The Merchant-Venturer’s Bungalow: A Vernacular Archetype in Nigeria’s Niger Delta

Warebi Gabriel Brisibe


This paper is part of a larger study on heritage buildings and conservation in Nigeria’s Niger Delta region. It examines a type of vernacular dwelling based on the concept of ‘building-back-home’, common amongst merchants, seafarers and migrant fishermen between the 1920s and the 1940s in the study area. This work adopts a case study approach zooming in on existing building types within the cathographic Niger Delta region which is this study area. It examines architectural traits and building elements as a means of ‘reading’ spatial configurations and interrelationships, craftsmanship, collective interpretation and symbolisms to ascertain typologies or variations of this vernacular dwelling in the region. The aim is to investigate why this dwelling type was highly popular and found across different groups in the region. It explores the building-back-home culture of its earliest proponents and how that has translated into vernacular built forms. Through the case studies that were analyzed, the study reveals the development, cultural and colonial influences and design philosophy of this vernacular archetype.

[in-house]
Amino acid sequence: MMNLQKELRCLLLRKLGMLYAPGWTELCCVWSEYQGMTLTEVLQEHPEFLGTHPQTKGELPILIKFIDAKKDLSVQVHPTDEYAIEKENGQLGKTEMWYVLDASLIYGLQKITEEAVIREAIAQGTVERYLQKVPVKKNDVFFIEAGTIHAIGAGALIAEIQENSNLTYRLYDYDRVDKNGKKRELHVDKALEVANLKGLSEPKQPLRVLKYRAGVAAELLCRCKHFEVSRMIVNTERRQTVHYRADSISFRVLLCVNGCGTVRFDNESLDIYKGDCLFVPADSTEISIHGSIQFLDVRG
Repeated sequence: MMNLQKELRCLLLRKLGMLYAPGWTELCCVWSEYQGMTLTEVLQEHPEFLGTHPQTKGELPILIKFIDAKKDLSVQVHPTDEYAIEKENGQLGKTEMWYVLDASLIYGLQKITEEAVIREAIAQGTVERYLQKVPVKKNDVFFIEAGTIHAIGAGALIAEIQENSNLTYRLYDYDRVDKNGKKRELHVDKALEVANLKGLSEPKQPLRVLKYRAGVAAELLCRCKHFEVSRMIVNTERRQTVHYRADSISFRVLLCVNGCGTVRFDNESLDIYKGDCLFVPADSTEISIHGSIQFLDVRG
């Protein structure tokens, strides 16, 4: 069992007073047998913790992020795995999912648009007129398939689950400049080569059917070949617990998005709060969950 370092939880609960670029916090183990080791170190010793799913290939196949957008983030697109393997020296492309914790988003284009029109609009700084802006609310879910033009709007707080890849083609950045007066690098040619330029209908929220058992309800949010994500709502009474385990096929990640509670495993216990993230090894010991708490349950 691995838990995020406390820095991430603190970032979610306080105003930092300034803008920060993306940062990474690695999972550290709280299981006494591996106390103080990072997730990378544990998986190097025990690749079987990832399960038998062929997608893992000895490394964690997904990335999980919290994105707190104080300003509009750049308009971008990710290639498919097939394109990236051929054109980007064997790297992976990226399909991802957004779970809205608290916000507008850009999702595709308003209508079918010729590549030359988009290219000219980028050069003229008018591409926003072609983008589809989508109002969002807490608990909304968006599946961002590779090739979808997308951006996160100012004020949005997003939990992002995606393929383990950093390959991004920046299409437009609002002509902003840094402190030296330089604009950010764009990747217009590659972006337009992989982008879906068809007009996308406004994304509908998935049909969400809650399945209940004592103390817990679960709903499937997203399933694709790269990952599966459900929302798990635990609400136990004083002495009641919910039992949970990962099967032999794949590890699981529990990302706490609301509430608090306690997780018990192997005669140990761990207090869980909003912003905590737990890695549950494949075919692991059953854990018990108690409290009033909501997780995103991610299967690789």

Cultural Influence; Vernacular Architecture; Bungalow; Niger Delta; Merchant-Venturer

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